I'm also interested in the answer, although my guess would be that it varies from country to country.

Scandinavian countries will now have similar rules in that respect to all the EU countries now, as we are no longer part of the EU.

I think in most countries, you can live there if you own a property or earn a certain amount per year (usually above £35,000) whether that be through work in the country or through a private income, such as a trust fund or a pension.

Interested to hear more exact details.


Ohnomoreno · 11/04/2021 19:32

I've looked into it before and signed up for Norwegian job Boards, but didn't get far. I'm fluent in three languages but sadly not the Nordic ones.


Klarajannsson · 11/04/2021 19:34

Sorry, I don't know anything but good luck! I fell in love with Sweden and Swedish after watching The Bridge but Norway is the place of my fantasy life. Preferably in that house where Twin was set.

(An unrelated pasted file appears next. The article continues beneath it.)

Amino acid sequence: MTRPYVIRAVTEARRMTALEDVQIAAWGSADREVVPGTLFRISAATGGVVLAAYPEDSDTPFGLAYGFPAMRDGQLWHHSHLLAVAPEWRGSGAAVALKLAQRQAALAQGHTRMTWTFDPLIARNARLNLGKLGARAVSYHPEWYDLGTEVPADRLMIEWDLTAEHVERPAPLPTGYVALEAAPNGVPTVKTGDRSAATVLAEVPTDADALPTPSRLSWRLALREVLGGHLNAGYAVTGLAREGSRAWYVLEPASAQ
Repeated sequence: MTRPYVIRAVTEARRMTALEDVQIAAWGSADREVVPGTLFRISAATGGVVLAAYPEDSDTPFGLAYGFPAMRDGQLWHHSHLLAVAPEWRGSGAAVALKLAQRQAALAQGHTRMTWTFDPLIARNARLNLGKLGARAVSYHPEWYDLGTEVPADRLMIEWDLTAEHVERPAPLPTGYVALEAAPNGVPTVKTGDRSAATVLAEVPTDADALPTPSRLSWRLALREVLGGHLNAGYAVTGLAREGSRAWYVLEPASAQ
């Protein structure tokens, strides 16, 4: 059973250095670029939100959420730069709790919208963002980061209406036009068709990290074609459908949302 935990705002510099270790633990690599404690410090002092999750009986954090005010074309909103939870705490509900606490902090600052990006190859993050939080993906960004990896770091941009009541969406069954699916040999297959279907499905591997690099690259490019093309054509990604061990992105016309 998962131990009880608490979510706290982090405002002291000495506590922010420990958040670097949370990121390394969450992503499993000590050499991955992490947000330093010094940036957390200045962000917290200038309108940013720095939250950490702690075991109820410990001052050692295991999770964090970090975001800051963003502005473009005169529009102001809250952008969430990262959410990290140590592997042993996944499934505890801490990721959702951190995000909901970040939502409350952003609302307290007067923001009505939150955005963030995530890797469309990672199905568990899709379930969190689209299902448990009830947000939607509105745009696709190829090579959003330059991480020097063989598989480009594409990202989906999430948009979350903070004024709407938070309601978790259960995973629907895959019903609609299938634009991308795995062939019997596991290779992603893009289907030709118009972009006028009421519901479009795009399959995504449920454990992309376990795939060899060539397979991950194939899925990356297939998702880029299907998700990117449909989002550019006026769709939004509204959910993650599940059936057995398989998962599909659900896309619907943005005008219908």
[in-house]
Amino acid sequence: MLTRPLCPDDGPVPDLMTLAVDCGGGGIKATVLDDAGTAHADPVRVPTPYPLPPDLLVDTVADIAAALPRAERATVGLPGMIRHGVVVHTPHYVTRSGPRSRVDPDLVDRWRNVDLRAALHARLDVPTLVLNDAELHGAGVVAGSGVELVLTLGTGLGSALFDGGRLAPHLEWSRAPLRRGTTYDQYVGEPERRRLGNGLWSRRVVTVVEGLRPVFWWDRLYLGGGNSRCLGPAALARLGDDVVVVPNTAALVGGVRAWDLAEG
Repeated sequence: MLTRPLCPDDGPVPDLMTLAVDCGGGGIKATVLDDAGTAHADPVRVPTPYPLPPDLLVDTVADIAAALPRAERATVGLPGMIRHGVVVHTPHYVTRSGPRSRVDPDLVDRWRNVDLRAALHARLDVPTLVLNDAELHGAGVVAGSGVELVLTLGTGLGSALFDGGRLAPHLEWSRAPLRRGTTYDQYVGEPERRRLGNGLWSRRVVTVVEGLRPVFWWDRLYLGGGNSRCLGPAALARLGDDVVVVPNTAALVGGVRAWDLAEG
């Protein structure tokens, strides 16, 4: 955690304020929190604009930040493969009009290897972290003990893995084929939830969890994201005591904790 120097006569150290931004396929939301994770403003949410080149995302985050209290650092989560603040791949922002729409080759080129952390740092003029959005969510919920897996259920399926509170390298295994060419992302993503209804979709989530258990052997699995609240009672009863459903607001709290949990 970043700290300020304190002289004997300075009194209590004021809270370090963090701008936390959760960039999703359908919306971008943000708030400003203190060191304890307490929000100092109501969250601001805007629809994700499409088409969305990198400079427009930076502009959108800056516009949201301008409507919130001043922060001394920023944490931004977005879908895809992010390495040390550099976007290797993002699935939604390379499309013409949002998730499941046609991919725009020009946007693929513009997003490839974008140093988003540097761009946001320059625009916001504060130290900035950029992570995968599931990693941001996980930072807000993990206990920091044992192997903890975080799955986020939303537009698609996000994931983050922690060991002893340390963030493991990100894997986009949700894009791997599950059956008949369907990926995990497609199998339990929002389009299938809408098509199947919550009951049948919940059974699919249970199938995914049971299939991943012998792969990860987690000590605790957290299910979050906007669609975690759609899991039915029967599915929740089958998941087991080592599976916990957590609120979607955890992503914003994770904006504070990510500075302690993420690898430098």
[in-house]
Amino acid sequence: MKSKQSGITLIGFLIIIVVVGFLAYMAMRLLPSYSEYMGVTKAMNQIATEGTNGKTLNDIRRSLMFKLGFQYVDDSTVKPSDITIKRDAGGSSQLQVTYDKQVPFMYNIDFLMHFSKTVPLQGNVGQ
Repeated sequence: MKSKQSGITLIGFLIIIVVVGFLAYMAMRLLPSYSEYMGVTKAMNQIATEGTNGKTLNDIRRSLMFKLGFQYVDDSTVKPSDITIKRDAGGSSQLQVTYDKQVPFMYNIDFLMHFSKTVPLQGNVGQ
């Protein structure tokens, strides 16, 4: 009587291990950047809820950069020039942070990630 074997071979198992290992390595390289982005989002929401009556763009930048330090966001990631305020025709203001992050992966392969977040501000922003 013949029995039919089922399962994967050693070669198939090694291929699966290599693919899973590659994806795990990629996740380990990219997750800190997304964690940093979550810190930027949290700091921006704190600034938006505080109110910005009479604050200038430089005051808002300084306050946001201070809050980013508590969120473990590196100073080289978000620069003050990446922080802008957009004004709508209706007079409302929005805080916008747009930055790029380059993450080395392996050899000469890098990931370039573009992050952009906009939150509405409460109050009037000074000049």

BuckysArm · 11/04/2021 19:43

I’ve looked in to this a bit for Sweden as I intend to purchase a second home there eventually. I’d go now but DH is hesitant (think he fears I love Sodermalm more than him!)

There’s info here

And you may need a police report etc. It’s pretty standard migration stuff. You have to have a job before you can apply for residency. I can’t think of more of the top of my head. But it’s one of those cases where it’s as complicated as any other emigration process.

Language wise though, I’m semi-fluent but have found that it depends where you are. In Stockholm I hear English as much as Swedish even between natives.

The page is fairly thorough too.


Alaimo · 11/04/2021 19:48

I can only speak for Sweden, but imagine the rules in Norway and Denmark might be similar. Unless you already have ties to Sweden, you'll basically need a job offer in order to be able to move to Sweden. Once you have a job offer you will be able to apply for a work visa. As far as I know, there are no strict income requirements, but I expect (although don't know for sure) that employers will need to prove that there were no suitable local candidates before they can hire non-EU staff. Without job offer I'm afraid it's near-impossible to move there post-Brexit.